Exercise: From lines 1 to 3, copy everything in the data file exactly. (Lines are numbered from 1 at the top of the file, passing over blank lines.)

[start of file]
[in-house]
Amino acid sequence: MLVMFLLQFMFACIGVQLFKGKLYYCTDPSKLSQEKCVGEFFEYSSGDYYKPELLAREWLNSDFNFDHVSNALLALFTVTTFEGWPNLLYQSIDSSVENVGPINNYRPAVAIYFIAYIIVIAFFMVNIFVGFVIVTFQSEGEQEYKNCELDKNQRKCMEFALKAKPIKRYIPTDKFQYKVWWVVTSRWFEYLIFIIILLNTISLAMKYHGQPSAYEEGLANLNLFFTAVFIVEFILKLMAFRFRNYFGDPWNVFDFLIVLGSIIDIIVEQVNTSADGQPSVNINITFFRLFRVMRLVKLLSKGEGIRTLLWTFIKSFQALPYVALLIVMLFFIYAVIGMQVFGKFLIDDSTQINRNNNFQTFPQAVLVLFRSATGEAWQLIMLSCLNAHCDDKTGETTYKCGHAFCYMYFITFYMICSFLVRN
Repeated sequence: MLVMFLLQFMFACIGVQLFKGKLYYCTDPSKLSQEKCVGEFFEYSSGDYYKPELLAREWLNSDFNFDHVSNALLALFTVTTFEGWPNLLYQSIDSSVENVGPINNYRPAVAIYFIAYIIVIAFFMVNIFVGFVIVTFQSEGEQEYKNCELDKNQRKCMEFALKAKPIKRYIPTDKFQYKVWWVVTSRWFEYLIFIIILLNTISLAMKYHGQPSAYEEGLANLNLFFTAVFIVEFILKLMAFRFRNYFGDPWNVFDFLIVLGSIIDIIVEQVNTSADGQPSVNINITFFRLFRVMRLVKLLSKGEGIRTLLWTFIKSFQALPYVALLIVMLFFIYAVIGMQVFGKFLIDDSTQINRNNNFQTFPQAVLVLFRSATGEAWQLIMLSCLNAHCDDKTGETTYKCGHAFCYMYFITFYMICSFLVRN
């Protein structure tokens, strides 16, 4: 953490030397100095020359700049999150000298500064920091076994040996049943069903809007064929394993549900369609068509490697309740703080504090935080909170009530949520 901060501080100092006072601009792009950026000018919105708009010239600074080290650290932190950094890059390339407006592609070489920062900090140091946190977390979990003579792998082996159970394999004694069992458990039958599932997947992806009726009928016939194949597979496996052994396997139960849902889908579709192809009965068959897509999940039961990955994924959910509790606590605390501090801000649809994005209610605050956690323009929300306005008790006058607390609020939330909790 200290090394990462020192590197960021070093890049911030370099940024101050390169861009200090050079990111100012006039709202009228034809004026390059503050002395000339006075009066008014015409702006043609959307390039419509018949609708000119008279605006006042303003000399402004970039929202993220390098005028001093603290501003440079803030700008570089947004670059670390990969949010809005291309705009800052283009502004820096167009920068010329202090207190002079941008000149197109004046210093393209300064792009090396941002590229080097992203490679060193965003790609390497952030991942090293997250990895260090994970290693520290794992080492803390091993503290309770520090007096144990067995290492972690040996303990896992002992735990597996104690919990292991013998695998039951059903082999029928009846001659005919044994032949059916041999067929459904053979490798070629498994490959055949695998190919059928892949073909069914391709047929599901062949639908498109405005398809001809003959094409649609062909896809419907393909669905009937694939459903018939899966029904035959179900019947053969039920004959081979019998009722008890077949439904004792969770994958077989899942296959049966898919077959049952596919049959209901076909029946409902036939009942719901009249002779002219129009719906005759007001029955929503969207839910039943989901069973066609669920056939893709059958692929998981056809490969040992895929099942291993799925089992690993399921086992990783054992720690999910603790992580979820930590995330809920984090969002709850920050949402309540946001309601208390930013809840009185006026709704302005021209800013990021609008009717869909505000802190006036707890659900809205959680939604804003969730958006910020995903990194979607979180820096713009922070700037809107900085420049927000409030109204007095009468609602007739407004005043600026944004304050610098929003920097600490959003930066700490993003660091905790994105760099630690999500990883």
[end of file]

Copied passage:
[in-house]
Amino acid sequence: MLVMFLLQFMFACIGVQLFKGKLYYCTDPSKLSQEKCVGEFFEYSSGDYYKPELLAREWLNSDFNFDHVSNALLALFTVTTFEGWPNLLYQSIDSSVENVGPINNYRPAVAIYFIAYIIVIAFFMVNIFVGFVIVTFQSEGEQEYKNCELDKNQRKCMEFALKAKPIKRYIPTDKFQYKVWWVVTSRWFEYLIFIIILLNTISLAMKYHGQPSAYEEGLANLNLFFTAVFIVEFILKLMAFRFRNYFGDPWNVFDFLIVLGSIIDIIVEQVNTSADGQPSVNINITFFRLFRVMRLVKLLSKGEGIRTLLWTFIKSFQALPYVALLIVMLFFIYAVIGMQVFGKFLIDDSTQINRNNNFQTFPQAVLVLFRSATGEAWQLIMLSCLNAHCDDKTGETTYKCGHAFCYMYFITFYMICSFLVRN
Repeated sequence: MLVMFLLQFMFACIGVQLFKGKLYYCTDPSKLSQEKCVGEFFEYSSGDYYKPELLAREWLNSDFNFDHVSNALLALFTVTTFEGWPNLLYQSIDSSVENVGPINNYRPAVAIYFIAYIIVIAFFMVNIFVGFVIVTFQSEGEQEYKNCELDKNQRKCMEFALKAKPIKRYIPTDKFQYKVWWVVTSRWFEYLIFIIILLNTISLAMKYHGQPSAYEEGLANLNLFFTAVFIVEFILKLMAFRFRNYFGDPWNVFDFLIVLGSIIDIIVEQVNTSADGQPSVNINITFFRLFRVMRLVKLLSKGEGIRTLLWTFIKSFQALPYVALLIVMLFFIYAVIGMQVFGKFLIDDSTQINRNNNFQTFPQAVLVLFRSATGEAWQLIMLSCLNAHCDDKTGETTYKCGHAFCYMYFITFYMICSFLVRN